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(Note: I know of Boost.Format, I'm looking for a better way to do the following.)
First a use-case example: In some countries, you name a person by calling his / her surname first and the forename last, while in other countries it's the exact opposite.

Now, for my code, I currently solve this with Boost.Format in the following fashion:

#include <boost/format.hpp>
#include <iostream>
#include <stdlib.h>
#include <utility>

int main(){
    using namespace boost;

    int pos1 = 2, pos2 = 1;
    char const* surname = "Surname", *forename = "Forename";

    // decision on ordering here
    bool some_condition = false;


    char buf[64];
    sprintf(buf,"Hello %c%d%c %c%d%c",'%',pos1,'%','%',pos2,'%');
    // buf == "Hello %[pos1]% %[pos2]%"; with [posN] = value of posN

    std::cout << format(buf) % surname % forename;

Now, I would rather have it like this, i.e., everything in the format line:

std::cout << format("Hello %%1%% %%2%%") % pos1 % pos2 % surname % forename;

But sadly, that doesn't work, as I get a nice parsing exception.

Is there any library to have real positional formatting? Or even a way to achieve this with Boost.Format that I don't know of?

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+1 for have the courage to show us: "int pos1 = 2, pos2 = 1;" –  Pete Wilson May 17 '11 at 20:53
and the reason why you can't just std::swap(surname, forename); in situ is...? –  sehe May 17 '11 at 20:53
@Pete: that is interesting, indeed –  sehe May 17 '11 at 20:54
@sehe: That reason is another good question in itself. ;) But this is just a simple case, it might get more complicated with the word ordering. –  Xeo May 17 '11 at 20:55
What are the odds that the word ordering is the only thing you need to change? In locales with different order of the names, is "Hello" really a proper greeting? What about middle name or initial? Or titles - "Professor Dr Ing Schultz"? –  Bo Persson May 17 '11 at 21:20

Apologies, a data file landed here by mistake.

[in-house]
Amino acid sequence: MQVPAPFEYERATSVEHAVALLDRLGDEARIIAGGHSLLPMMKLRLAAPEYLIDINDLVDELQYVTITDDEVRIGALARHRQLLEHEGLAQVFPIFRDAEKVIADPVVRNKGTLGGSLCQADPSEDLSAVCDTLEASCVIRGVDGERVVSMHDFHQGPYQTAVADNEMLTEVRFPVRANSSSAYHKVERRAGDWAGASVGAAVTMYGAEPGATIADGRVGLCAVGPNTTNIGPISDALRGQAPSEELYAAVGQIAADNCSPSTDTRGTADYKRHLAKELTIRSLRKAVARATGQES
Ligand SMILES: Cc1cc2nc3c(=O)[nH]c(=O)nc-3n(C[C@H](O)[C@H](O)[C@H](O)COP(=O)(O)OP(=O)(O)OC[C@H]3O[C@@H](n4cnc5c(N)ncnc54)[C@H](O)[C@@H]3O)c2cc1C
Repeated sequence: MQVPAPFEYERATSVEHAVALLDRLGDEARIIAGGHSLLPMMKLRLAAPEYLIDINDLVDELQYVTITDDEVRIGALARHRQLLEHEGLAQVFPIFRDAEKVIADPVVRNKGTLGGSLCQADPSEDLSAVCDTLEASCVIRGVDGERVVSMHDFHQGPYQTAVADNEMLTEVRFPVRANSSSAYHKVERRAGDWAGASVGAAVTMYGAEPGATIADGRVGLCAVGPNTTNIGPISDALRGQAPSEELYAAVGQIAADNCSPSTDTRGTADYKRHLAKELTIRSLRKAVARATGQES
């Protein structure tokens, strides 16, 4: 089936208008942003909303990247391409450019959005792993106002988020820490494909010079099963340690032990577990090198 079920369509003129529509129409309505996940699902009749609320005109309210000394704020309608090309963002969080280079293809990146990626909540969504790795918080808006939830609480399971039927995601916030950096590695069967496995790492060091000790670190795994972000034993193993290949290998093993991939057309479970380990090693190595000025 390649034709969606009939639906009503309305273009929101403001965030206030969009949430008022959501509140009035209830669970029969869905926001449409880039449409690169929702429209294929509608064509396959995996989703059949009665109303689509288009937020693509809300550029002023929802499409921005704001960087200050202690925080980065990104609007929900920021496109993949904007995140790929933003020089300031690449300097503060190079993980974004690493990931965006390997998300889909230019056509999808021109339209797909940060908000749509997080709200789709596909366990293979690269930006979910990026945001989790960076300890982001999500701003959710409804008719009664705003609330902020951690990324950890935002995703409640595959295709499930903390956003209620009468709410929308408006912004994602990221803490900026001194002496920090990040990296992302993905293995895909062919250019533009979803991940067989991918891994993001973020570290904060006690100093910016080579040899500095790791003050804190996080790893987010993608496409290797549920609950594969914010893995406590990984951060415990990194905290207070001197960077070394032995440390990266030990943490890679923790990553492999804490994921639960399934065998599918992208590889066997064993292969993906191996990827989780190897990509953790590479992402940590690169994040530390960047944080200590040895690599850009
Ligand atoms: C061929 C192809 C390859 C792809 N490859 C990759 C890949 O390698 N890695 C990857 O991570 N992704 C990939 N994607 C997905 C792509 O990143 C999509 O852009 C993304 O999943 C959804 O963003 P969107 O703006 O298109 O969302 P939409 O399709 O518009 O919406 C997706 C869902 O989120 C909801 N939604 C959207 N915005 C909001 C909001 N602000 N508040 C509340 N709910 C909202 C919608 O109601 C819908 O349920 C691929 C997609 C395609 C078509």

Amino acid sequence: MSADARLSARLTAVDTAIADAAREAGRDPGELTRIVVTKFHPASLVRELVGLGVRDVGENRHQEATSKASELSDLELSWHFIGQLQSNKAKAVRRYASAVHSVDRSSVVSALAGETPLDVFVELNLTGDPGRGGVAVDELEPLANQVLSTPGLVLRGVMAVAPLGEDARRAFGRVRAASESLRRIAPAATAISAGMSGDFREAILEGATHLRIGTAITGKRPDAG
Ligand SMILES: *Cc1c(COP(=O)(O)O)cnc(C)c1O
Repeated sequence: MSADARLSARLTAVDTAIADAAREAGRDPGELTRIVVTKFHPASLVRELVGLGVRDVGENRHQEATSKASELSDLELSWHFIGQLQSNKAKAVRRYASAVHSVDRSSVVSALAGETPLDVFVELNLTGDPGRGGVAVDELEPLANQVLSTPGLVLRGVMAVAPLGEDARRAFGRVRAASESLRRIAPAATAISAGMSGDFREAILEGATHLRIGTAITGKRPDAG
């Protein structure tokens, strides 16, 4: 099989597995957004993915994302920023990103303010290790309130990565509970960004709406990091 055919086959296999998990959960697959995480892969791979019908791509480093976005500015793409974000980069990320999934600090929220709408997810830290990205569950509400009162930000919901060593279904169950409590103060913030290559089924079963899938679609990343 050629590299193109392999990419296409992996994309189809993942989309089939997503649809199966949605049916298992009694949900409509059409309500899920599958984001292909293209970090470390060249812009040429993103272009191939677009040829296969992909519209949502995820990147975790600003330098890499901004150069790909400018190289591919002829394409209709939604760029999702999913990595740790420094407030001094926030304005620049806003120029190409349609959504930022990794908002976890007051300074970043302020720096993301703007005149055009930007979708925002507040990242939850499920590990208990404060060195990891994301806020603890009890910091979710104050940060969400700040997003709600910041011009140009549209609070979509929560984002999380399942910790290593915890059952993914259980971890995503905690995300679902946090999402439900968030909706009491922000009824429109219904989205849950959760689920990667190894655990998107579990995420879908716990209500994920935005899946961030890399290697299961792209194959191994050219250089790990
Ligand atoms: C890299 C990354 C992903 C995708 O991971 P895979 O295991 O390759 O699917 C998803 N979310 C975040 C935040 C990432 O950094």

6 Answers 6

up vote 1 down vote accepted

In my opinion, Boost.Spirit.Karma is the definitive modern output formatting library.

share|improve this answer
True, but not very relevant to this question? You'd have write specific formatting rule for the respective localized formatting preferences, much like the separate format strings –  sehe May 17 '11 at 20:57
After reading the motivation from Xeo, this gets my +1. Deffo most versatile. Karma will make the model/view separation easier than Boost Format. A lot. Use FUSION struct adaptation and you'll be able to 'databind' directly to your DTO –  sehe May 17 '11 at 21:00
@sehe : How is it not relevant to "Is there any library to have real positional formatting?"? –  ildjarn May 17 '11 at 21:00
Crossing comments, eh –  sehe May 17 '11 at 21:02
@sehe : No idea what you mean by that; in any case, the Karma generator could use a semantic action that has the localized formatting logic so only a singular grammar need exist regardless of desired output order. –  ildjarn May 17 '11 at 21:03

This is the Message Formatting part of Boost.Locale which is similar to GNU gettext.

In it you would write:

cout << format(translate("Hello {1} {2}!")) % forename % surname << endl;

And then a translator would translate the string using message catalogs:

msgid "Hello {1} {2}!"
msgstr "こんにちは {2}-さん!"
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I'd simply swap the values that you interpolating

std::swap(surname, forename)

That'll do the job. If you don't want to mess with them, have references:

const std::string& param1(bSwapThem? forename : surname);
const std::string& param2(bSwapThem? surname  : forename);


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Okay, then this is a case of "Simple example gone too simple". :) –  Xeo May 17 '11 at 20:56

Sounds like something that should be in the system locale but it doesn't look like it's currently supported.

What about the simple way?

      std::cout << surname << " " << forename;
      std::cout << forename << " " << surname;
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mmmm... it seems you may have missed a bit of the discussion already :) –  sehe May 17 '11 at 21:11

I would have used ?:

char const* surname = "Surname", *forename = "Forename";
bool swapFlag = (some_condition) ? true : false;

std::cout << "Hello " << (swapFlag ? surname : forename) << " " << (!swapFlag ? surname : forename) << std::endl;
share|improve this answer
I'm starting to think I should undelete my answer to prevent too many 'me too' responses :) –  sehe May 17 '11 at 21:11
Well to be honest, I haven't seen you answer before your comment ><... sorry. –  Valkea May 17 '11 at 21:17
nevermind, that comment wasn't addressed '@' you in particular –  sehe May 17 '11 at 22:16

You can do this by applying format recursively:

cout << format(str(format("%%%1%%% %%%2%%%") % pos1 % pos2)) % surname % forname;

However, I would recommend using something like GNU gettext instead.

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